The Fall Of The Roman Empire

Peter Heather

If you’re looking for a substantial bit of lockdown listening and/or reading, I can heartily recommend Peter Heather’s 2007 study of the collapse of the Roman Empire. I first downloaded it on Audible, but after listening to the whole book I realised that I also wanted a print copy for my collection – and in order to re-read some of the most important sections more carefully, particularly the final chapter in which Heather summarises his thesis about what lay behind Rome’s demise.

I should say at this point that I’m not a historian, so I can’t judge what the current consensus is, if any, on the main reasons for Rome’s collapse. Certainly when Heather first published this book his was – as he clearly states – a dissenting voice. Rather than accepting the thesis that the Empire collapsed as a result of internal weaknesses and divisions (a line that stems ultimately from Gibbon), Heather stresses the role of the barbarian invasions, with the Huns as a motor of those invasions both directly and indirectly. He makes a pretty strong case for this, and in a very accessible way.

The one aspect of the fall of the Western Empire which I think Heather does rather skirt over, is the impact of the Eastern Empire’s long-standing military contest with the Sassanians on their capacity to intervene in the West. This epic conflict, which ended with the Sassanians and the Romans fighting each other to a standstill, had a catastrophic long-term effect on both the combatants. Persia became easy prey for the armies of the Prophet, while Byzantium was both unable to continue its support for the Western Roman regime and ultimately unable to defend its own eastern possessions. While Heather’s thesis does take the Sassanian wars into account, I’m not sure that it gives them quite enough weight.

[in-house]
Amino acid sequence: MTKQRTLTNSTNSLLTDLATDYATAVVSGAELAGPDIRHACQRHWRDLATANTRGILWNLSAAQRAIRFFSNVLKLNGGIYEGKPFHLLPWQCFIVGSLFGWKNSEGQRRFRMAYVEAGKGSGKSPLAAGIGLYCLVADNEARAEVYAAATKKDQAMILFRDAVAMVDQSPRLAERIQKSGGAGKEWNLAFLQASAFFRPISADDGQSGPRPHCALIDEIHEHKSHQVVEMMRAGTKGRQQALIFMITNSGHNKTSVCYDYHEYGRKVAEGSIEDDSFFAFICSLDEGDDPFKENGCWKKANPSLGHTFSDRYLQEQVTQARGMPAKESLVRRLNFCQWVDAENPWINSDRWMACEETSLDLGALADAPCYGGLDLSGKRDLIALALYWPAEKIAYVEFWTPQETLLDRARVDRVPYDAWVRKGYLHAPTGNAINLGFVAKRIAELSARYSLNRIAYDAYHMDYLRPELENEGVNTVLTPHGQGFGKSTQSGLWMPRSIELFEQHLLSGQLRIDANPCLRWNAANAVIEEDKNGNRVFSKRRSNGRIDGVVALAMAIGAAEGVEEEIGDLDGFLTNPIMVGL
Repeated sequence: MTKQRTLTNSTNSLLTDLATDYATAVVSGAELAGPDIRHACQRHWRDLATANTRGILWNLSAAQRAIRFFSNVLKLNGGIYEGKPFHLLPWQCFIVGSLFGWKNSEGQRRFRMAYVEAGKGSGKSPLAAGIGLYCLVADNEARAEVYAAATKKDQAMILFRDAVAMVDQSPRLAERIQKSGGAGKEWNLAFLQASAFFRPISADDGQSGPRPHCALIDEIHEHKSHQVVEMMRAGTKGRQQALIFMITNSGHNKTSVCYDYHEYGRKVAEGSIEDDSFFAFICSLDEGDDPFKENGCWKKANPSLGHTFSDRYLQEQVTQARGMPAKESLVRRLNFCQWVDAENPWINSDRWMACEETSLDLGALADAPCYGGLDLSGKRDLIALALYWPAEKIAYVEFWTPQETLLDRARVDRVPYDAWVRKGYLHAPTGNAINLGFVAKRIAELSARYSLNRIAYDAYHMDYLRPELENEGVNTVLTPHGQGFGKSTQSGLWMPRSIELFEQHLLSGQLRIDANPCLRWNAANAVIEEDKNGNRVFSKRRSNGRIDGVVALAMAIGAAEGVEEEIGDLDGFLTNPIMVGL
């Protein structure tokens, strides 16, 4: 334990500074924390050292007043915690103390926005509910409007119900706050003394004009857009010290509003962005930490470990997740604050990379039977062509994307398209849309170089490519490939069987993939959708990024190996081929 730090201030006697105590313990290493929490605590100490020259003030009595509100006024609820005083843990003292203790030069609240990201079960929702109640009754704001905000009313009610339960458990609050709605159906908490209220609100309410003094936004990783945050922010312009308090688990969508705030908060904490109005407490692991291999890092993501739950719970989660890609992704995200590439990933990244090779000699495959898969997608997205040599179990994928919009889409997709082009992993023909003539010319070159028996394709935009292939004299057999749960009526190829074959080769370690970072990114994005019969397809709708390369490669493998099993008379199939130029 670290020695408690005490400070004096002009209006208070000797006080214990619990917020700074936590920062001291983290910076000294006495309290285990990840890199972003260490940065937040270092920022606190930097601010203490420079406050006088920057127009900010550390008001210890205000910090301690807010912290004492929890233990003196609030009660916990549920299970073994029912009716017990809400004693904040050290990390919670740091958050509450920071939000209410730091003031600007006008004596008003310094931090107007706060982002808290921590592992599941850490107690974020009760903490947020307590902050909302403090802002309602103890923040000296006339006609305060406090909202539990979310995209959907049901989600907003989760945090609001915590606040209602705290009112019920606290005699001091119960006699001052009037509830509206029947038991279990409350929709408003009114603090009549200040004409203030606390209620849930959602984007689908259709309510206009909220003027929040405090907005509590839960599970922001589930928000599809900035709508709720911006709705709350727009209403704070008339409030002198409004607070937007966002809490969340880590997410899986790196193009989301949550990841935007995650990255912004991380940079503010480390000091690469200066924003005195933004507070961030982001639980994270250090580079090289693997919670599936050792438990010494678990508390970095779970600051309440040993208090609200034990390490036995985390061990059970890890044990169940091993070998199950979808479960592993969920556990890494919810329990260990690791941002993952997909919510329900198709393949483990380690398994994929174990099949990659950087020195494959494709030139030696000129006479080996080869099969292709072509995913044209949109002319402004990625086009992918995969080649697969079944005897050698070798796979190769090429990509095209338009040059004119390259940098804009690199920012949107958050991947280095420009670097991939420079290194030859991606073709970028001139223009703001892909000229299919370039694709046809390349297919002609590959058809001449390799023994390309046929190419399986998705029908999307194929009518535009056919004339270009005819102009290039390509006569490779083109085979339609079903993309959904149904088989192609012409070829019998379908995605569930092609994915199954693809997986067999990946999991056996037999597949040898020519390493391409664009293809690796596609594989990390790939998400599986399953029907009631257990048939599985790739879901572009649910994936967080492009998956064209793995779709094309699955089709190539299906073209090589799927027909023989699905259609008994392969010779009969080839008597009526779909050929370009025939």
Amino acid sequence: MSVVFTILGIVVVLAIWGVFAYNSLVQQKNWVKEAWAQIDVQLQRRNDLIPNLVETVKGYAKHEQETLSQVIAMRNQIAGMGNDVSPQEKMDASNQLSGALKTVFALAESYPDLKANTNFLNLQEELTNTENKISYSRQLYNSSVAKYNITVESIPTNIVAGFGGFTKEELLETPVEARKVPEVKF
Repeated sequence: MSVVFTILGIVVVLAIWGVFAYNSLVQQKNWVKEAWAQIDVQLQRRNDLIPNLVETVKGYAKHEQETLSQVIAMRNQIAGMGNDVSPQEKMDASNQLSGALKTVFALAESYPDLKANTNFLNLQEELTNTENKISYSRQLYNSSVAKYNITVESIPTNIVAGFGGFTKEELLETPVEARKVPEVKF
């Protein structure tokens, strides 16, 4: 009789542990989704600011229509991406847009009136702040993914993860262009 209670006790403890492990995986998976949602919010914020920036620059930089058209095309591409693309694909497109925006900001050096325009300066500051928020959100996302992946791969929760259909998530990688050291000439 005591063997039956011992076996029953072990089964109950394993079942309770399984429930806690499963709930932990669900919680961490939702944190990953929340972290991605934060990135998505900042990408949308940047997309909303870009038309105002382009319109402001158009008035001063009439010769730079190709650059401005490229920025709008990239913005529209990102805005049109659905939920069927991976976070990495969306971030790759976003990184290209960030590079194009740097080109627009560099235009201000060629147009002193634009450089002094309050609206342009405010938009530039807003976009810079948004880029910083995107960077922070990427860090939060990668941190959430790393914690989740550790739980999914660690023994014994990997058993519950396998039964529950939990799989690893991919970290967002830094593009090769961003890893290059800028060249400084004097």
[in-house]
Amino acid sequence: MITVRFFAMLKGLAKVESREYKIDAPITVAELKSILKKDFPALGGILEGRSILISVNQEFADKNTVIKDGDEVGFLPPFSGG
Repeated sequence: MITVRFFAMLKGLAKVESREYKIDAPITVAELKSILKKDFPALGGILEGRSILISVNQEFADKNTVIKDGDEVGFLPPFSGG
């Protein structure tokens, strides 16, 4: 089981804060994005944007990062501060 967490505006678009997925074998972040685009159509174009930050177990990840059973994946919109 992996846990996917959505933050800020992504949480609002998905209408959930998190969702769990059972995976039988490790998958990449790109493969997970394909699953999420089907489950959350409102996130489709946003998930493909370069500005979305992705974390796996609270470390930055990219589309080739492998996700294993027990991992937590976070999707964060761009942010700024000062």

That’s a minor quibble however about what is overall a very solid account and a persuasive argument.

I have no idea whether Heather’s is still a left-field analysis, or whether it has since become the new orthodoxy. Either way his book is a very fine listen/read, with plenty of contemporary source material added into the mix. For anyone interested in this period of history, it’s well worth acquiring a copy.

Listening to Heather’s book inspired me to finally purchase the board game ‘Pandemic Fall of Rome’. Playing the original ‘Pandemic’ would just feel wrong in the present situation – too twisted even for someone with my sense of humour – but the ‘Fall of Rome’ variant is different enough to be acceptable. So far Keith and I have played a couple of games, both great fun. We won the first game easily – it’s a cooperative game, so you either win or lose together – but got a complete kicking in the second game! If you’d like to see a helpful overview of the game, check out Marco’s excellent video here –

Till next time – happy gaming folks, and keep safe and well.

Pandemic Fall of Rome